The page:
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The National Hockey League concussion settlement that would pay US$18.9-million for more than 300 retired players could be withdrawn Friday, with some lawyers scrambling to get their clients to opt in before time runs out.

The tentative agreement announced in November includes a 75-day deadline that expires Jan. 18 for all 318 players to sign off on the deal; anything less than unanimity and the NHL can scrap the settlement. It’s not clear if it would exercise that option, however, because the terms are widely viewed as favourable to the league.

Launched in 2013, the lawsuit accused the NHL of failing to warn or protect its players from the risks of head injuries. Under the terms of the tentative agreement, the league accepts no liability but agrees to pay the players US$6.996-million, or US$22,000 each. The players are also eligible for as much as US$75,000 in medical treatment, and US$2.54-million would be put into a common-good fund for players in dire need of assistance.

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On Thursday, it was impossible to know how the situation would end up. Asked if things were moving toward a settlement, NHL deputy commissioner Bill Daly replied in a text message, “That’s a question you really have to direct to [the] plaintiffs’ lawyers. The settlement agreement sets out the parameters for them reporting to us and provides what our options are or may be at that point. We will see how that process plays itself out before having any comment.”

Stephen Grygiel, a Baltimore attorney representing a number of retired players, would only go so far as to say, “We are working diligently toward finalization of the agreement.”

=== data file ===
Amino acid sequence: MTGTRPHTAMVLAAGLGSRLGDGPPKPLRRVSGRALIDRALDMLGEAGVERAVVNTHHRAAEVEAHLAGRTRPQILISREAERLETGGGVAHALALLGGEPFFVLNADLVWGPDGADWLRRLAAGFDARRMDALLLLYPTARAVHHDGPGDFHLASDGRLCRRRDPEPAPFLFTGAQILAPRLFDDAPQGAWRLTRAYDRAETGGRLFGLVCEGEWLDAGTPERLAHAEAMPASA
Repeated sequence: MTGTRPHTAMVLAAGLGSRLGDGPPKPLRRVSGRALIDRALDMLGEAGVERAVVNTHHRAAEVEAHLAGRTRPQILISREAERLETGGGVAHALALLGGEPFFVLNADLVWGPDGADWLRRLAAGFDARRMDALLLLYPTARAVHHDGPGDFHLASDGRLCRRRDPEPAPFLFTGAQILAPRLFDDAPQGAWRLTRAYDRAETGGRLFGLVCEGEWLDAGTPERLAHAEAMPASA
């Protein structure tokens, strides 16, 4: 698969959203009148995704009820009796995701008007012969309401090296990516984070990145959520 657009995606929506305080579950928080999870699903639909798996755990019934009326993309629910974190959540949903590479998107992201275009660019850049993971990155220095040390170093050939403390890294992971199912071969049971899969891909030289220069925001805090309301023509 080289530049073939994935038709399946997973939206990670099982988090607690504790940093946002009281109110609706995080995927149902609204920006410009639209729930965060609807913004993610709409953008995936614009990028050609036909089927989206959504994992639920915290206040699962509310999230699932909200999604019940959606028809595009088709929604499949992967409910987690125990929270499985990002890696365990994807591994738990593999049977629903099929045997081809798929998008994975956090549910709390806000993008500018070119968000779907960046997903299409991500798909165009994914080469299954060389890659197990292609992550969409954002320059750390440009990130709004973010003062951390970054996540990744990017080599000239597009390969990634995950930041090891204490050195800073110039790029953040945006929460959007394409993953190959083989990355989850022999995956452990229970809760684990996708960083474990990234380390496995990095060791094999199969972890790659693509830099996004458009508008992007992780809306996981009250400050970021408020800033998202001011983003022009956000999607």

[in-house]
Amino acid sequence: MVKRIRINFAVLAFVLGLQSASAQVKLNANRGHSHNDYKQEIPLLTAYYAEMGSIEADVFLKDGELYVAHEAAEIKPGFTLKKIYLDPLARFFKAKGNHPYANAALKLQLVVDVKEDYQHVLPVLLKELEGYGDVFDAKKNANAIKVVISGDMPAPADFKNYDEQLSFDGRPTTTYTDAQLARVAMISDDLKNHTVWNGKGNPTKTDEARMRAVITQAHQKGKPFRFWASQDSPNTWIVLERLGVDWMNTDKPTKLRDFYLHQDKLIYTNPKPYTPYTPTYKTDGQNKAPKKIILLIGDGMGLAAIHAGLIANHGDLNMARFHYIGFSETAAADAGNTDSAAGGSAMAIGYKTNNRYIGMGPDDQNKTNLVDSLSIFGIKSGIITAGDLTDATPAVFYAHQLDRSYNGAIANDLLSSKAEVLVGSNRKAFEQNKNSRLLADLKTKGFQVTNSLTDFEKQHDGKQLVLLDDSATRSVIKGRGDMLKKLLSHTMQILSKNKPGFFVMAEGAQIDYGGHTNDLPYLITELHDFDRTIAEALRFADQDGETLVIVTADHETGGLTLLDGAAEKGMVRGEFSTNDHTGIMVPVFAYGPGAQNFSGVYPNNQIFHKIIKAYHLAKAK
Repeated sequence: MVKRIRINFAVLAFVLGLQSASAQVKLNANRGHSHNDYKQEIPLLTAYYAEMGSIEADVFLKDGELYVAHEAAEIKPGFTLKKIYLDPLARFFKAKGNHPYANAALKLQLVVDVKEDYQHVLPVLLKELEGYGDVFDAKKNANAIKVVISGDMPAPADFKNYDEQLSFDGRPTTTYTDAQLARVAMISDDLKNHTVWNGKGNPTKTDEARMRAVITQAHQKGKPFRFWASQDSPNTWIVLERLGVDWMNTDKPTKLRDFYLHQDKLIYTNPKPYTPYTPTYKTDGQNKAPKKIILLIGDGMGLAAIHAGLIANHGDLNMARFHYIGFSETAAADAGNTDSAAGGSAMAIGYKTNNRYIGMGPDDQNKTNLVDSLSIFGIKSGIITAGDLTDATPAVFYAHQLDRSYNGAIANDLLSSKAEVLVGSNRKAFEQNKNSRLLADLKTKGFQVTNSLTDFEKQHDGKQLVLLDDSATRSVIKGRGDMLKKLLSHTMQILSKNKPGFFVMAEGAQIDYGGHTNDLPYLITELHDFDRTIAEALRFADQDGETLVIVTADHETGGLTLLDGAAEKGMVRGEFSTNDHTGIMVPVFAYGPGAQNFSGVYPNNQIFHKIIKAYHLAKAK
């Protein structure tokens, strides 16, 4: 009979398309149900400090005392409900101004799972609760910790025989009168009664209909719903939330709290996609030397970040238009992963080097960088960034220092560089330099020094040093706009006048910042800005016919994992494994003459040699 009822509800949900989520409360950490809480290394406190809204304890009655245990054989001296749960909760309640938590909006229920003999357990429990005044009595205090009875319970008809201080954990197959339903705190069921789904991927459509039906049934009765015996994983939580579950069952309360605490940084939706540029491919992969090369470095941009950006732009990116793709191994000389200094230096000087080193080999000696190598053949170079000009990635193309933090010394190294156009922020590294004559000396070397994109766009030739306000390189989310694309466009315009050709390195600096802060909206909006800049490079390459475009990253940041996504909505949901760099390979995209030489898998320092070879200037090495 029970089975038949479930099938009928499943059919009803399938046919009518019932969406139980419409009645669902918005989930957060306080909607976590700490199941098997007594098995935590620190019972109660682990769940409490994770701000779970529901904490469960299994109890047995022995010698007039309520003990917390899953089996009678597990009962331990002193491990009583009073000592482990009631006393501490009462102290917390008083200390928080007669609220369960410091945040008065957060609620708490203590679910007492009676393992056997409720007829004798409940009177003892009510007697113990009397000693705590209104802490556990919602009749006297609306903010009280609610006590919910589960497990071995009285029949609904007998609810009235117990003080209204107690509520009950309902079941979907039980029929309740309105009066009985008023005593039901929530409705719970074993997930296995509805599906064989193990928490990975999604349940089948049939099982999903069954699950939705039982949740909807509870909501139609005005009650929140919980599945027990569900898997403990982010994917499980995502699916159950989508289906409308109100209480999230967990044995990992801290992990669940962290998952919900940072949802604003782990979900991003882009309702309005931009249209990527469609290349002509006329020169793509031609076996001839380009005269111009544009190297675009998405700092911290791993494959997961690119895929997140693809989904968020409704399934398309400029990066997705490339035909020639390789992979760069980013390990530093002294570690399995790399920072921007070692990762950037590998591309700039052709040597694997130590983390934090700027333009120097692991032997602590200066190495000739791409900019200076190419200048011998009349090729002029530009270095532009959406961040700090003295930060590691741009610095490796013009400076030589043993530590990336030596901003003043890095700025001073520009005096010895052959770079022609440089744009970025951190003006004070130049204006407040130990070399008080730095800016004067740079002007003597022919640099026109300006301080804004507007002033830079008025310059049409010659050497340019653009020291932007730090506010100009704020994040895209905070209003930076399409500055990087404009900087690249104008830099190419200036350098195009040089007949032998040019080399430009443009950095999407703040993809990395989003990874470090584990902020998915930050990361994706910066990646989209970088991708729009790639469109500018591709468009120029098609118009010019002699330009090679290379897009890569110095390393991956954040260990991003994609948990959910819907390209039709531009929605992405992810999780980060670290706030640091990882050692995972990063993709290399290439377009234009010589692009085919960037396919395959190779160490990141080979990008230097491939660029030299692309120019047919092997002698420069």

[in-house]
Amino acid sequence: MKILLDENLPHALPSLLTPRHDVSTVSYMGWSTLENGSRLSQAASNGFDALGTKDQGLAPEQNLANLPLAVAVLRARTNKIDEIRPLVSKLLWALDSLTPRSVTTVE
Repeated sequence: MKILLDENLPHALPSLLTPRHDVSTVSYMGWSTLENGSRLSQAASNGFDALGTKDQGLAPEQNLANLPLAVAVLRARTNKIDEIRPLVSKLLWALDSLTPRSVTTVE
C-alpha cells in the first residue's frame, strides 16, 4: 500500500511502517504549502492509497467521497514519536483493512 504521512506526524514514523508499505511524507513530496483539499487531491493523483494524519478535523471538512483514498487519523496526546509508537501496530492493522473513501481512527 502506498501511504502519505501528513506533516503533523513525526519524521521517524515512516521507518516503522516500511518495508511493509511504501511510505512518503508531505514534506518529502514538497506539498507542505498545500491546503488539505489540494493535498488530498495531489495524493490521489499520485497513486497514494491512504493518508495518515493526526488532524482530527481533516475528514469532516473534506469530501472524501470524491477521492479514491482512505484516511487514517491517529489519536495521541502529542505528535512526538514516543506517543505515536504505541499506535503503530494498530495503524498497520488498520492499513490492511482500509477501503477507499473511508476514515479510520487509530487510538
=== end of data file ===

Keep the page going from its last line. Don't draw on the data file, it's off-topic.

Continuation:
Lawyers for the players are keen to close the deal. They would receive US$6.9-million in legal fees – virtually the same amount the plaintiffs would collect.

The NHL would get off lightly compared with what the National Football League spent on its concussion settlement with some 20,000 retired players. A US$14-billion-a-year industry, the NFL pledged US$1-billion over 65 years and has approved more than US$500-million in awards – roughly US$190,000 a player. The NHL, which reportedly earns US$4-billion to US$5-billion a year, found itself in the driver’s seat as soon as a Minnesota federal court judge dismissed a class-action suit launched by former players last year – finding it too unwieldy because it involved multiple jurisdictions and state laws.

Gene Carr played for five NHL teams, including the Los Angeles Kings and New York Rangers, and was involved in the class-action suit. He has refused to sign off on the tentative settlement.

“The way [NHL commissioner] Gary Bettman and the owners have handled this is so wrong,” said Carr, who told of how he was sent back into games after suffering serious hits to the head and has received no acknowledgment of that. “They’ve denied everything. Shut-up money – that’s exactly what [the US$22,000] is. It’s disgusting.”

Carr is not the only one to say he feels that way. Former forward and tough guy Dan Carcillo, who has become an advocate for player safety after a series of head injuries forced him into retirement, will not sign the settlement, either. He said he knows of “10 to 12 guys” who want no part of the NHL’s tabled offer.

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“I’m not settling. I don’t care if they give guys US$1-million each. This has nothing to do with money for me,” Carcillo explained, noting there are red flags in the agreement, such as the fact it allows the NHL to own all the data from the testing procedures that players would have to undergo to receive payment. “You don’t actually own the results to the tests that they see because they don’t want you going to the media and they don’t want parents to know the risks of playing hockey. … People get it a little bit twisted. They think that I want to change the game of hockey. I have opinions because I played hockey, but to be honest, I’m trying to humanize this issue across all sports and different athletes.”

As for what the NHL does next, Carcillo said he talked to his lawyer on Wednesday and he, too, was in the dark.

“[Bettman] is very unpredictable. So is the NHL,” the former Stanley Cup winner said. “What I believe is this is going to drag out for another three, four years.”

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